Topends

Inlet assembly weld failures

The standard adopted for the examination of Reformer Tubes in Steam Methane Reformers (SMR) has been to inspect the heated length of the tube within the furnace. The portion of the tube outside of the heated length is normally not inspected after being in service. However, recent trends have changed that perspective due to internal defects encountered in these portions of the top ends. These defects have been found in two completely different design arrangements which will be described separately as Case I and Case II.

Inspection of Topends (EN)

Case I - Top Fired / Down Flow:

In these reformer designs, the burners are top fi red with a down flow process. The inlet gas is injected through a pigtail into the tube above the furnace radiant box in the penthouse. The unheated tube top section is made of wrought material with metallurgies ranging from low-chrome alloy steel (1.25 Cr - 0.5 Mo) to stainless steel 304H, 347H, or similar materials while the heated length within the furnace is a centrifugally cast material mostly 25Cr/35Ni/Nb or with Micro-alloy additions. For further details see Figure 1.

During transient and cold weather conditions, the temperature of the tube top flange can drop below the process gas dew point resulting in condensation in the area shown in “black”. The process gas dew point is typically in a range of around 300-400 °F.

Case II - Bottom Fired / Up Flow:

In these reformer designs, the reformer is bottom fi red with an up-fl ow process. The inlet gas is injected from the bottom of the tube through an inlet pigtail and the reformed gas comes out from the top of the tube through an outlet pigtail. The outlet pigtail is located on the portion of the tube outside of the heated length on an uncovered roof open to the atmosphere. The tube material is made of the same material as the heated length which is centrifugally cast length which is a centrifugally cast material mostly 25Cr/35Ni/Nb or with Micro-alloy additions. In this scenario, the process gas can also reach its dew point around 300-400 °F and cause “condensation”. See Figure 2.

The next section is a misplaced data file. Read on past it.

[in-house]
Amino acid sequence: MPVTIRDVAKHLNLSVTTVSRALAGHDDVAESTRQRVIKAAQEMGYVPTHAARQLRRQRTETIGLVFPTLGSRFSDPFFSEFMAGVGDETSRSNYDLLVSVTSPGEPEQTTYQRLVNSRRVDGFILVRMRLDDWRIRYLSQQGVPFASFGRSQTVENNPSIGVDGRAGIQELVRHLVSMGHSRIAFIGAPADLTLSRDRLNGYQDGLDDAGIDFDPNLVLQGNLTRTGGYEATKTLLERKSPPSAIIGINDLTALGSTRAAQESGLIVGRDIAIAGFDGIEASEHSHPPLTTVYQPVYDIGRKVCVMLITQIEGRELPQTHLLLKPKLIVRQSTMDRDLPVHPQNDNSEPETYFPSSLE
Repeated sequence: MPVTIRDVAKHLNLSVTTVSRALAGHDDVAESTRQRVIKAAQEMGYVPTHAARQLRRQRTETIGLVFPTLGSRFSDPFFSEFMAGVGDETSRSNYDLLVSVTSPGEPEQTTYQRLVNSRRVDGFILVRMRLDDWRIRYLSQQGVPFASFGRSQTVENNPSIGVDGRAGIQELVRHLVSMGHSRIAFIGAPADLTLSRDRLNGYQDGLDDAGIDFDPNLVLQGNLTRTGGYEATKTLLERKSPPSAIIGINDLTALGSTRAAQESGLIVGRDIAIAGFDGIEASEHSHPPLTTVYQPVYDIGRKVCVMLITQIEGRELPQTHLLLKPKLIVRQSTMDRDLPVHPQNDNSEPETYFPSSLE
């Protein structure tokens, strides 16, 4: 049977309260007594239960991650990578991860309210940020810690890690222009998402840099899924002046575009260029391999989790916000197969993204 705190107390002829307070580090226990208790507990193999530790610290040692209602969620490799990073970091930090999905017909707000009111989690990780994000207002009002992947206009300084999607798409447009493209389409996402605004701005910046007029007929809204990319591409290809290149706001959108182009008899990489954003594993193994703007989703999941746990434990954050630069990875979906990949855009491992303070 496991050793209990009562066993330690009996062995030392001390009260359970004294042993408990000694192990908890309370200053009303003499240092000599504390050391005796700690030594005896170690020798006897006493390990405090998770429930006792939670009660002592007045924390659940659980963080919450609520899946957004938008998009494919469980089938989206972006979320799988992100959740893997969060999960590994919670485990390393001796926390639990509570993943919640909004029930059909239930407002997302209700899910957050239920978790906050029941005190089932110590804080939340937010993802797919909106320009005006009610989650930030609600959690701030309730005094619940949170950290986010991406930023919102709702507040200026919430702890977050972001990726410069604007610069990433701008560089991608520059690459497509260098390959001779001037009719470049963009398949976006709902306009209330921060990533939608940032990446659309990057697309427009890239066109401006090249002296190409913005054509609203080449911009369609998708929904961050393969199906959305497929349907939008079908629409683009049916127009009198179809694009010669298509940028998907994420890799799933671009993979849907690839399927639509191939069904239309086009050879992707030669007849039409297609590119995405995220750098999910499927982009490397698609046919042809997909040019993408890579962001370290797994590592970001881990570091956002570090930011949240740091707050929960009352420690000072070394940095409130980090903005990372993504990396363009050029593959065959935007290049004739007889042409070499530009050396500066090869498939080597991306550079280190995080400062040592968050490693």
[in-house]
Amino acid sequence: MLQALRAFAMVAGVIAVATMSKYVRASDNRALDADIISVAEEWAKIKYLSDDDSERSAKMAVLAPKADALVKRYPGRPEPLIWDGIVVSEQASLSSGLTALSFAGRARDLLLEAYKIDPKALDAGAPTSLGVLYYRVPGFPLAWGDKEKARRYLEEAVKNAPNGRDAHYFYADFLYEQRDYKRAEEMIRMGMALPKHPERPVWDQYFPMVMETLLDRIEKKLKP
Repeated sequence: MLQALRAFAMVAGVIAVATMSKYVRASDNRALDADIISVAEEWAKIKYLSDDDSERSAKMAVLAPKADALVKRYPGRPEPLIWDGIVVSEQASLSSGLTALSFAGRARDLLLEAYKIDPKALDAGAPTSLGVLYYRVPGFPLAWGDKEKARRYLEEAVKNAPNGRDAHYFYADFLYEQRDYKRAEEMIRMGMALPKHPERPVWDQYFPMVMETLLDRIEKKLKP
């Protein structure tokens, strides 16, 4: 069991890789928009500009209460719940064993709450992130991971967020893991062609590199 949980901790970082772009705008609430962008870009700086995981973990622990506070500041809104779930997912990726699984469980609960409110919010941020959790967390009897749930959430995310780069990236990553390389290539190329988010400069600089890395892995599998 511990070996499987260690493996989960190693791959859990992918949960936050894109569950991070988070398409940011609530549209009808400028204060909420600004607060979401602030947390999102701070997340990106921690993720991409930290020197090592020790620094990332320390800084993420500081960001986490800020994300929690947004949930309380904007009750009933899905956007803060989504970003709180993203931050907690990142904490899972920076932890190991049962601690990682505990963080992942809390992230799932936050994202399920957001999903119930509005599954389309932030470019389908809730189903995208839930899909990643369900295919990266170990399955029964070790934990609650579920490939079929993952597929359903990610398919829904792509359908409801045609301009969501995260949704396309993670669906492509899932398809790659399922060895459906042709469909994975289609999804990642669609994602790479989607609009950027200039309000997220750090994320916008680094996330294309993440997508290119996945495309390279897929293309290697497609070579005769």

The cyclic stresses brought on by these variations in temperature result in the damage mechanism as “thermal fatigue”. In both Case I and Case II, the defects manifest themselves in the form of circumferential cracks or pinhole cracks that initiate from the ID and propagate towards the OD resulting in a leak.

Typical Moderate Crack Signal

Top End Ultrasonic Inspection

Inlet Assembly Weld Failures

Several furnace designs utilize a dissimilar weld to connect the inlet assembly to the reformer tube. In some cases, this has led to cracking in the heat affected zone of the weld on the lower alloy side. MP has developed a customized testing device and procedure for testing these welds in some furnaces.

Procedures can be adapted for many furnace designs. This is an ultrasonic test incorporating special devices to assure complete coupling and accurate probe manipulation from the ID. Cracks are detected and sized allowing the continued safe operation of the furnace.